Shuffle Up: Jason Castro, useful Astro

I suppose it's time to rank the catchers, because they're not going to shuffle themselves. (Or maybe I could just ask a Molina to do it. That usually works.)

What's to follow is how I'd arrange the backstops in 5x5 value for the balance of the year (imagine you're attending a start-fresh draft that begins now). The play on the field to this point is useful for an audition, but we're not looking to rank the players based on what they've done to that point. The look ahead is what matters.

Your respectful and intelligent feedback is most welcome, as always - just offer some defense to your disagreement. And remember the golden rule: no player gains (or loses) 15-20 percent of bonus value merely because they're on your fake baseball roster.

Click through, let's do this.

$24 Buster Posey
$22 Yadier Molina
$20 Joe Mauer
$18 Mike Napoli
$18 Carlos Santana
$18 Wilin Rosario

Molina's sore knee bears monitoring - he's been remarkably durable through his career, but he's endured a ridiculous workload as well. I'm carrying some St. Louis pitchers on a variety of teams; it's reassuring to have Molina's arm and blocking skills constantly in the mix. And obviously he's turned himself into a terrific hitter, and a legitimate MVP candidate, too . . . Napoli's batting average isn't pushing the needle - he's yet to finish any month over .263 - but the Boston undertow is a beautiful thing for run production. Fenway Park hasn't skewed the numbers; Napoli's OPS is 78 points higher on the road. We love our faux-catchers in fake baseball, and that's Napoli - he hasn't caught a single game in 2013.

$16 Matt Wieters
$16 Jonathan Lucroy
$15 Brian McCann
$13 Jarrod Saltalamacchia
$13 Salvador Perez
$12 Victor Martinez
$12 Jason Castro
$11 Wilson Ramos
$11 J.P. Arencibia
$11 Ryan Doumit
$11 Miguel Montero

Castro is walking less and striking out more than he did in his 2012 debut, but the power spike is worth it to us. He's best used against right-handed pitching, where the slash comes in at .281/.346/.485 The Astros used the tenth overall pick in the 2008 draft on Castro, but it took a while for his offense to progress in the minors . . . The Brewers rely on Lucroy's bat for the middle of the order; he's batted fourth or fifth in 63 of his games this season. He's also lessened the gap in his platoon splits, posting a .763 OPS against right-handed pitching . . . Batting slot is the only thing holding down Ramos's snappy return - he's been in the No. 8 hole exclusively over the last week. That's more penal in the National League, with the pitcher waiting behind you.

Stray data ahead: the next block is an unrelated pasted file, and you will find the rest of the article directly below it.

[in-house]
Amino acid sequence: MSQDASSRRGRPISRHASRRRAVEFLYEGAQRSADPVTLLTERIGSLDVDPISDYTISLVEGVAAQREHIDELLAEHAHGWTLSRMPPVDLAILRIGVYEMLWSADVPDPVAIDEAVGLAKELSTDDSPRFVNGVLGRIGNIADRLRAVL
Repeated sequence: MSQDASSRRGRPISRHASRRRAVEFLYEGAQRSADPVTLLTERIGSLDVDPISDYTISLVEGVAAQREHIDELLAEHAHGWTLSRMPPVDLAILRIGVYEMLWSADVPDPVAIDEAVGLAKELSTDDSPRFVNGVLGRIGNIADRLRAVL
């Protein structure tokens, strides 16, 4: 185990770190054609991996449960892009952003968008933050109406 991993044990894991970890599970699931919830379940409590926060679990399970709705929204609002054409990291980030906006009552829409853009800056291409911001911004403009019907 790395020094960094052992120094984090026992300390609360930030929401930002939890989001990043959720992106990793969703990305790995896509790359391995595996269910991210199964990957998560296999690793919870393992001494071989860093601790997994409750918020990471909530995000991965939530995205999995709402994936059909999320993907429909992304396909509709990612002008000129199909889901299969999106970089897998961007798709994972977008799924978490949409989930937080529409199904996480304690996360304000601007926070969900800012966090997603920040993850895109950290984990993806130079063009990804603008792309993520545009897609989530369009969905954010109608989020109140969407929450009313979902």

$9 Russell Martin
$8 A.J. Pierzynski
$5 A.J. Ellis
$4 Alex Avila
$4 Carlos Ruiz
$3 John Buck
$3 John Jaso
$3 Josh Phegley

The first five starts of the Phegley Era have been hacktastic: three homers, six strikeouts, no walks, .200 average. His bat was robust at Triple-A Charlotte: .316/.368/.597, with 15 homers in 61 games . . . An extended Buck slump has his slash back where you'd expect, the .213/.279/.394 level. Nonetheless, those 14 homers are handy in deeper pools if you've got batting average banked elsewhere.

$2 Jose Lobaton
$2 Welington Castillo
$2 Nick Hundley
$2 Devin Mesoraco
$2 Hank Conger
$2 Rob Brantly
$2 Yan Gomes
$1 Dioner Navarro
$1 Chris Stewart
$1 Mike Zunino
$1 Ryan Lavarnway
$0 Chris Iannetta
$0 Tyler Flowers
$0 Jose Molina
$0 Kurt Suzuki

Courtesy Injury Ranks - Not for Debate
$7 Evan Gattis
$1 Erik Kratz
$0 Ryan Hanigan

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